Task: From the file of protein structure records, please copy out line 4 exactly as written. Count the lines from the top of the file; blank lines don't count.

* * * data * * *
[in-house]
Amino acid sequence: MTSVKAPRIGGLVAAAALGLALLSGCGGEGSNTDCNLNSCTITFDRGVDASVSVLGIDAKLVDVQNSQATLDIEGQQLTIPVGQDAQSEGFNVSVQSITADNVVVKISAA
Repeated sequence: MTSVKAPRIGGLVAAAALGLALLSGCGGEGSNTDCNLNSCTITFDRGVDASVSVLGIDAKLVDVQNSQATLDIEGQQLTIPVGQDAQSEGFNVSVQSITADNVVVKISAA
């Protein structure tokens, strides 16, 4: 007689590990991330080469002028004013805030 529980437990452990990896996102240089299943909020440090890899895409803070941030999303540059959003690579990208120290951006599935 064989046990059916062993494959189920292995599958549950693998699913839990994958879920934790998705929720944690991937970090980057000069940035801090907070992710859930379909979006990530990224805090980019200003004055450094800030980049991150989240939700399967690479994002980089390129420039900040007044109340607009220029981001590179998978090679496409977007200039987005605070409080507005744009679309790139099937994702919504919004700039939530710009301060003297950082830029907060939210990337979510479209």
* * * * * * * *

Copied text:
């Protein structure tokens, strides 16, 4: 007689590990991330080469002028004013805030 529980437990452990990896996102240089299943909020440090890899895409803070941030999303540059959003690579990208120290951006599935 064989046990059916062993494959189920292995599958549950693998699913839990994958879920934790998705929720944690991937970090980057000069940035801090907070992710859930379909979006990530990224805090980019200003004055450094800030980049991150989240939700399967690479994002980089390129420039900040007044109340607009220029981001590179998978090679496409977007200039987005605070409080507005744009679309790139099937994702919504919004700039939530710009301060003297950082830029907060939210990337979510479209």